Dr. Feelgood

Stand and watch the towers burning at the break of day
Steadily slowing down, been on my feet since yesterday
Gotta get a move on tryin´ to find a man I know
Money in my pocket, looking for a place to go

(from ‘All Through The City’ – Wilko Johnson – Down By The Jetty [1975])

Earlier in the year I went over to Canvey Island to meet with Chris Fenwick, original Dr. Feelgood manager and holder of most of the bands estate. Sean McLoughlin, with whom I work at Metal, had urged me to come as he knew I was a fan of the band back in the Wilko Johnson era. In fact I was such a big fan when I was at school that I wanted to have my hair cut in the same style as Wilko. This however was not possible owing to my thick and unfloppy mop.

A lot has been written about Dr. Feelgood and Wilko in the last few years, what with Wilko’s illness and Julian Temple’s Oil City Confidential film. A few years ago I interviewed Wilko for a Metal piece and found him to be candid, quixotic and thoughtful. The Feelgood story was beautifully captured by the Julian Temple film and Wilko does stand out as an icon of Englishness.

So, on arrival at the Feelgood lock up on Canvey it was extraordinary to see crates full of ephemera – pictures, posters and oddities. Chris Fenwick then transported us over to the Canvey Club down the road where a glass case proudly presented the original Feelgood amp, Toby jugs and band discs. I realised that Dr. Feelgood is more than just a band in Canvey, it is a part of the social history of the area, reaching out into the Southend and Canvey communites, through the manager and ex-band members. The myth and the estate are not without contention and standing in the dark lock up I had a very direct conversation about how we might curate the show with Chris. In fairness to him he wanted to see the work pulled together and accepted that we would do it our way. A repeat visit with Metal CEO Colette Bailey and we were game on.

The defining Dr. Feelgood image was used on the front cover of the live ‘Stupidity’ album. It pictures Wilko glancing up at Lee Brilleaux, blues harp and microphone welded to his face. Brilleaux fixes his eyes directly out to the audience. This moment (in Southend) captures the electric presence of the band and the pure energy that they radiated.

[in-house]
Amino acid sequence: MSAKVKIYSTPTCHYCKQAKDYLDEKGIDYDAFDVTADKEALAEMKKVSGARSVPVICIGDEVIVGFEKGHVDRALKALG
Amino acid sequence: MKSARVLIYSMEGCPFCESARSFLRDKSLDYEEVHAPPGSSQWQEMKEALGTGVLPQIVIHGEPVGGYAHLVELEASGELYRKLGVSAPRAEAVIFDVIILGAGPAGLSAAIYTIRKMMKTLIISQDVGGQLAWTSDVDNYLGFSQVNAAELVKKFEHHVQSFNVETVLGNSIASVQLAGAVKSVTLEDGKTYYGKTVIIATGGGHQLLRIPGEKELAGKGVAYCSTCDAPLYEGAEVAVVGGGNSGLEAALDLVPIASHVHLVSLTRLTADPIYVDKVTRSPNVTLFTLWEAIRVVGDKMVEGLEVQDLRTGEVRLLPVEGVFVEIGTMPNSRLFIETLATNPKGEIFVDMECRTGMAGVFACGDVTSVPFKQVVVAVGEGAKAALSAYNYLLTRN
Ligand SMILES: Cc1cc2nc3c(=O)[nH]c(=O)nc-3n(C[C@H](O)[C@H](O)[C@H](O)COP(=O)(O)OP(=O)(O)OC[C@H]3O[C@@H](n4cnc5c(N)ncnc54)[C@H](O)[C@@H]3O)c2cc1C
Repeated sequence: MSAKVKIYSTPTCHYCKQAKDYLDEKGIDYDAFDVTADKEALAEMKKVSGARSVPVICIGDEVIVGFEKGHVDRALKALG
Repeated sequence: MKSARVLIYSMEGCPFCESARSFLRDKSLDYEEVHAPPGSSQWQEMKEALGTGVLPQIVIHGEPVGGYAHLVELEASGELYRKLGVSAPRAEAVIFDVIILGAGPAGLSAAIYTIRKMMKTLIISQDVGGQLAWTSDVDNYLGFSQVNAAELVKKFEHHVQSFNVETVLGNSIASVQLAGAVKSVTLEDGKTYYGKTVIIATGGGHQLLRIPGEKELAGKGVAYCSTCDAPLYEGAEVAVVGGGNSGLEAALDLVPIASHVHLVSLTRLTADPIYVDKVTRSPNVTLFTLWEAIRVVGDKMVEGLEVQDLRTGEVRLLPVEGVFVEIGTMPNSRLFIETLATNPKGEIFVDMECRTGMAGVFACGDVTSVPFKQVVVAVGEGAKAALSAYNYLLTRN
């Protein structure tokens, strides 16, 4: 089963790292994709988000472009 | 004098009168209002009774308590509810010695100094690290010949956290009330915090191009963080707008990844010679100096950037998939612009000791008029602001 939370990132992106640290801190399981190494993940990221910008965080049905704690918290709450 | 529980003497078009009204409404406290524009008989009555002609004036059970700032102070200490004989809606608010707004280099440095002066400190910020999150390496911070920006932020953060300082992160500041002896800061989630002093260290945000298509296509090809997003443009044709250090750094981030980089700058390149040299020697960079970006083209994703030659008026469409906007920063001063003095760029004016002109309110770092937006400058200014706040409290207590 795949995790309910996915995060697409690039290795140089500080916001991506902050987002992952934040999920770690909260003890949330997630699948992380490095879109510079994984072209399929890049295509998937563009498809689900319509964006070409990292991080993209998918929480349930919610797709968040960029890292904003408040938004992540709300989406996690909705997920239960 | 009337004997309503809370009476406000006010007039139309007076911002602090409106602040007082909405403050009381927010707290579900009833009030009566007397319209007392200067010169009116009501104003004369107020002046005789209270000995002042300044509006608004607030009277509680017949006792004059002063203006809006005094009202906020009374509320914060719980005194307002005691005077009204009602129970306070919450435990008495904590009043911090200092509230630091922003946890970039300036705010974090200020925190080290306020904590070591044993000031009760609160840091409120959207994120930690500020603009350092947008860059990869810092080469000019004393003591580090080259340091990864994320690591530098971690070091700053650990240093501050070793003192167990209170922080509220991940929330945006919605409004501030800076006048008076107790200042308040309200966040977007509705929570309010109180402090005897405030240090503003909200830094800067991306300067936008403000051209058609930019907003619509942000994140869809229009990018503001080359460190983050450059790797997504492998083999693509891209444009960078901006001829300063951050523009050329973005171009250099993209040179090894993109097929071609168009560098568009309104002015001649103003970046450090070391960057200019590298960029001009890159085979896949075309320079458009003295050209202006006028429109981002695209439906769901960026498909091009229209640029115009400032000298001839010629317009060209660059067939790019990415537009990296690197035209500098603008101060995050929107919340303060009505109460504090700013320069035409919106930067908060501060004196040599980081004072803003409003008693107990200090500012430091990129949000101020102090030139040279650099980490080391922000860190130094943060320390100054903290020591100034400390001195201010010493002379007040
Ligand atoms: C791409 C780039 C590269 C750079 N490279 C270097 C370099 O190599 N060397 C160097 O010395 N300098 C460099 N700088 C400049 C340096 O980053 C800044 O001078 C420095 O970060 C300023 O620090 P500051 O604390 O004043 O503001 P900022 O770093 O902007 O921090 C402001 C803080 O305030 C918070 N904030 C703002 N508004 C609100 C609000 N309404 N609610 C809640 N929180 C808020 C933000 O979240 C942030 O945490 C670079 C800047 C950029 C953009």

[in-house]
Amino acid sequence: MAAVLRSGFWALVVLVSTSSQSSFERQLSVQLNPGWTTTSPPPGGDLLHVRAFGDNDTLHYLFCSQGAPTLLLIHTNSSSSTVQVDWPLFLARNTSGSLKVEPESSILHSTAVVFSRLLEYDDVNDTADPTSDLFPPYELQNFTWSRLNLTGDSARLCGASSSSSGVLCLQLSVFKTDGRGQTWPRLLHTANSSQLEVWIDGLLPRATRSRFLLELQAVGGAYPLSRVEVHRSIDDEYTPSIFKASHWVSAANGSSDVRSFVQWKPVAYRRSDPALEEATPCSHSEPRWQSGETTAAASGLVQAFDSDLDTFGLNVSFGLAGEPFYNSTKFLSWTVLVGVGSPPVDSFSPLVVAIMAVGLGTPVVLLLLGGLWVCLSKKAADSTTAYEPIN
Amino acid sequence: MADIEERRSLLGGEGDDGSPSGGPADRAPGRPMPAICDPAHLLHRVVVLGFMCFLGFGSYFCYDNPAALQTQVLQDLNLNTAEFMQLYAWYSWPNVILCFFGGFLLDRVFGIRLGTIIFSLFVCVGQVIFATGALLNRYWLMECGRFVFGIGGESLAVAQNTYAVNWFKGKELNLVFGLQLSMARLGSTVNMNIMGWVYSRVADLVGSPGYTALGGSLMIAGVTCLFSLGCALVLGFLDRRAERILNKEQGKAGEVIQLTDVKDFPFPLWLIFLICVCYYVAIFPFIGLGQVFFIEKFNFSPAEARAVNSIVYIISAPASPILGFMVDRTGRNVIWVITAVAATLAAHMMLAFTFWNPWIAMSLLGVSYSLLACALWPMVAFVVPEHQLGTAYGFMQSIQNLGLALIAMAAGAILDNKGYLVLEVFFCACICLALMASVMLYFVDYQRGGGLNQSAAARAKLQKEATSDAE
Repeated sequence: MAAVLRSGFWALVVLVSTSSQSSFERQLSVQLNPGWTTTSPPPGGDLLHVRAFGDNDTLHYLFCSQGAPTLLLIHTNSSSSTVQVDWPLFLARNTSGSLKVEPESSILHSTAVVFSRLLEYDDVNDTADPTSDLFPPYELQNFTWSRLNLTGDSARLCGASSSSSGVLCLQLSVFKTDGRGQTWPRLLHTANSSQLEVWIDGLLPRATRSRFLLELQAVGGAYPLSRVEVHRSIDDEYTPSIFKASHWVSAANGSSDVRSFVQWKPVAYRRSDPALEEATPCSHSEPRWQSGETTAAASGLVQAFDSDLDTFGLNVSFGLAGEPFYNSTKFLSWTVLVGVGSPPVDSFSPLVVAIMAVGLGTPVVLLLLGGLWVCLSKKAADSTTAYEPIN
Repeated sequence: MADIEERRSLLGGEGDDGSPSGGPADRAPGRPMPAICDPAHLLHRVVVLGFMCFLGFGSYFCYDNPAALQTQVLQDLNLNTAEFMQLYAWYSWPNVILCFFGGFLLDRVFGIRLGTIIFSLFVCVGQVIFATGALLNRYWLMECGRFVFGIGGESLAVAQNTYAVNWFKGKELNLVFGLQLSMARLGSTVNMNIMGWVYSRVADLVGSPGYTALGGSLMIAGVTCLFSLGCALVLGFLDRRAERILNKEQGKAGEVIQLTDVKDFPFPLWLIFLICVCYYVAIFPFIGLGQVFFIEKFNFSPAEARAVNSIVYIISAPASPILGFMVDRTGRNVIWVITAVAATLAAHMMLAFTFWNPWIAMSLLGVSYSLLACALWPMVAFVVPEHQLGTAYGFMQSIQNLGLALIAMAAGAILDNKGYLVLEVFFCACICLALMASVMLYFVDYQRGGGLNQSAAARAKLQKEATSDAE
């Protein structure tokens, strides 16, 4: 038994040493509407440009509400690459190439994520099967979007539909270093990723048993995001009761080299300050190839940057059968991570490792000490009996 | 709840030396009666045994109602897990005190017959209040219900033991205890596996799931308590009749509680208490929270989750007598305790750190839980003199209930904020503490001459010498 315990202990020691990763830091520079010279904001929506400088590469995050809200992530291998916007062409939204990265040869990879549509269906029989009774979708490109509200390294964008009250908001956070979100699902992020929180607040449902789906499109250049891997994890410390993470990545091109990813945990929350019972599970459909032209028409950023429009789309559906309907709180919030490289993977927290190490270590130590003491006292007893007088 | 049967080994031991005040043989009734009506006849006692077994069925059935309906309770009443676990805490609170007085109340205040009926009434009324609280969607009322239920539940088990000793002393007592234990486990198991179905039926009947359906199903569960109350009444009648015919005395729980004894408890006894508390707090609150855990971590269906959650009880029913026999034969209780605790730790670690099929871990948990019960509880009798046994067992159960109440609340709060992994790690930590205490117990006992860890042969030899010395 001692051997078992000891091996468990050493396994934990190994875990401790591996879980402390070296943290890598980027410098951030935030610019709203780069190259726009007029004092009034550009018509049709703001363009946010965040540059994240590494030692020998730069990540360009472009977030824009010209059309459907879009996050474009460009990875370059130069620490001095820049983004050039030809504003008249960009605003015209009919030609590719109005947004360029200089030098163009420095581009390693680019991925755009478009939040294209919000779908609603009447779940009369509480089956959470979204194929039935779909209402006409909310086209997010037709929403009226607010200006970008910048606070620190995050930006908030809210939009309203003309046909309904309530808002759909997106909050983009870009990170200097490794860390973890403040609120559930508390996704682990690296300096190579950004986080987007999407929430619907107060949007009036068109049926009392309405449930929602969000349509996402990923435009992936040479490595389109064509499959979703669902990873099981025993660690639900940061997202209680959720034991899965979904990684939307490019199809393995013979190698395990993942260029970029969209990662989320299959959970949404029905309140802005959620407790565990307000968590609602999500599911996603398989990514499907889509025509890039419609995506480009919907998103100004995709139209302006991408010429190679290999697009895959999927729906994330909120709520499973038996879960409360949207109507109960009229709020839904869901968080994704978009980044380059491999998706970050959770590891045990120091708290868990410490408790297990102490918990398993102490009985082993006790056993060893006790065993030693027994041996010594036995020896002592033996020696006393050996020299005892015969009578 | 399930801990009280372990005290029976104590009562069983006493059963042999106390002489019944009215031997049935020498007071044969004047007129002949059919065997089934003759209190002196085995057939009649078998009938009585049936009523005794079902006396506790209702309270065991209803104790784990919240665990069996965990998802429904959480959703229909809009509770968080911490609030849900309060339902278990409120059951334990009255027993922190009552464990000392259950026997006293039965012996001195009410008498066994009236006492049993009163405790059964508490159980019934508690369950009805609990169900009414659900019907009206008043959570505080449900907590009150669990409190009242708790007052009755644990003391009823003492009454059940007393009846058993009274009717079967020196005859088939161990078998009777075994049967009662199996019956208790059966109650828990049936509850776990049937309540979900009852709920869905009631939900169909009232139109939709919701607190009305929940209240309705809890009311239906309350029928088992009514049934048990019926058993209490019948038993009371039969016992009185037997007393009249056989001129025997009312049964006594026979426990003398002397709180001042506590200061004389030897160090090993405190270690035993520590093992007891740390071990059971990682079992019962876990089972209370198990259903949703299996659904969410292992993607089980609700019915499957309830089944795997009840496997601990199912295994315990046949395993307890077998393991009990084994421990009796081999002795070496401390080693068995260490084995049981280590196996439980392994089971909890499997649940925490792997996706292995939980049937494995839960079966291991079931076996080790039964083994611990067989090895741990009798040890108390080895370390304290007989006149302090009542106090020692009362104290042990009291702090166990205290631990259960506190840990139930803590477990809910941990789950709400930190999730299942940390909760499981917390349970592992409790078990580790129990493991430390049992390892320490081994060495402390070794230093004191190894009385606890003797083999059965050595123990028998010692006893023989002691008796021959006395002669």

The exhibition at Chalkwell Hall has been rapidly put together (September 2014). The work arrived a week ago and I spent a day wading through nearly 300 items. Fortunately, we have been able to curate a timeline using old Sounds and NME covers and stories. Combined with band images and promo shots from United Artists, this gives a sense of how Dr. Feelgood climbed from pubs and clubs to an international touring band, culminating with ‘Stupidity’ as a Number 1 UK album and then break up around the period of the ‘Sneakin’ Suspicion’ release. Johnson left the band in April 1977 and went on to form his own outfit and also worked with Ian Dury and the Blockheads. The band pressed on with new guitarist Gypie Mayo, charted in the UK, but never took off in the US. Looking at the Stupidity image painted in the hallway at Chalkwell by Jack Melville it’s really apparent that the sheer liveness and manic intensity was lost when Wilko and Lee Brilleaux parted company.

Listening back to some of the original songs while we were hanging the show, it is clear that Wilko’s song craft hinges on creating a sense of place and observations of modern life in the Seventies in Canvey. Where else can you stand and watch towers burning at the break of day but Canvey Island? In the UK I can think of Fawley and Humber.

The Feelgood Cafe at Metal, Chalkwell Hall runs from Friday 26 September – Friday 12 December 2014

With thanks to Chris Fenwick.

 

Joe Stevens

Joe Stevens spent much of his creative life working in Weymouth and West Dorset. Sadly, Joe passed away in July 2014.

Joe was a talented artist and creative, able to move across media without effort. I worked with Joe on various occasions in Dorset, as we developed the PVA MediaLab project. He was excited about the digital age and the possibilities of using technology to reach audiences and be creative.

More recently Joe seemed to find his niche in sound art and field recording, with a particular fascination for water (he lived in Weymouth). Joe recorded podcasts, hunted sounds and maintained a web site at 51 Degrees North.

Joe will be missed by all who new him on the sound art scene and in Dorset.

Some of Joe’s ‘intros’ can be heard over at Framework Radio.